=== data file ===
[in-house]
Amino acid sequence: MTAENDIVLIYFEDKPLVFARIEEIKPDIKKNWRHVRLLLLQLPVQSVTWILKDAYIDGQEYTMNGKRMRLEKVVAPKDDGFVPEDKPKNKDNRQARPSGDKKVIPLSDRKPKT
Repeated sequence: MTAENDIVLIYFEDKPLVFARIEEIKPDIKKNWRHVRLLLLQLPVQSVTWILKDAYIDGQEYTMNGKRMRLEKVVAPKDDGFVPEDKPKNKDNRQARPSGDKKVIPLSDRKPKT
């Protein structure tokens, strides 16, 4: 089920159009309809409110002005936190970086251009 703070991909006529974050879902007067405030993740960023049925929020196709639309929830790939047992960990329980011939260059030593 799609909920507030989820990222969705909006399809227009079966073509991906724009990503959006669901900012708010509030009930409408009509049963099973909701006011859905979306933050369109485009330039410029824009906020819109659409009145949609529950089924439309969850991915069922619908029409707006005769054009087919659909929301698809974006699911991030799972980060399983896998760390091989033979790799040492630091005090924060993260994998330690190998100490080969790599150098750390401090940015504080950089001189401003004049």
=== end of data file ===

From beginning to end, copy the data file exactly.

[in-house]
Amino acid sequence: MTAENDIVLIYFEDKPLVFARIEEIKPDIKKNWRHVRLLLLQLPVQSVTWILKDAYIDGQEYTMNGKRMRLEKVVAPKDDGFVPEDKPKNKDNRQARPSGDKKVIPLSDRKPKT
Repeated sequence: MTAENDIVLIYFEDKPLVFARIEEIKPDIKKNWRHVRLLLLQLPVQSVTWILKDAYIDGQEYTMNGKRMRLEKVVAPKDDGFVPEDKPKNKDNRQARPSGDKKVIPLSDRKPKT
């Protein structure tokens, strides 16, 4: 089920159009309809409110002005936190970086251009 703070991909006529974050879902007067405030993740960023049925929020196709639309929830790939047992960990329980011939260059030593 799609909920507030989820990222969705909006399809227009079966073509991906724009990503959006669901900012708010509030009930409408009509049963099973909701006011859905979306933050369109485009330039410029824009906020819109659409009145949609529950089924439309969850991915069922619908029409707006005769054009087919659909929301698809974006699911991030799972980060399983896998760390091989033979790799040492630091005090924060993260994998330690190998100490080969790599150098750390401090940015504080950089001189401003004049």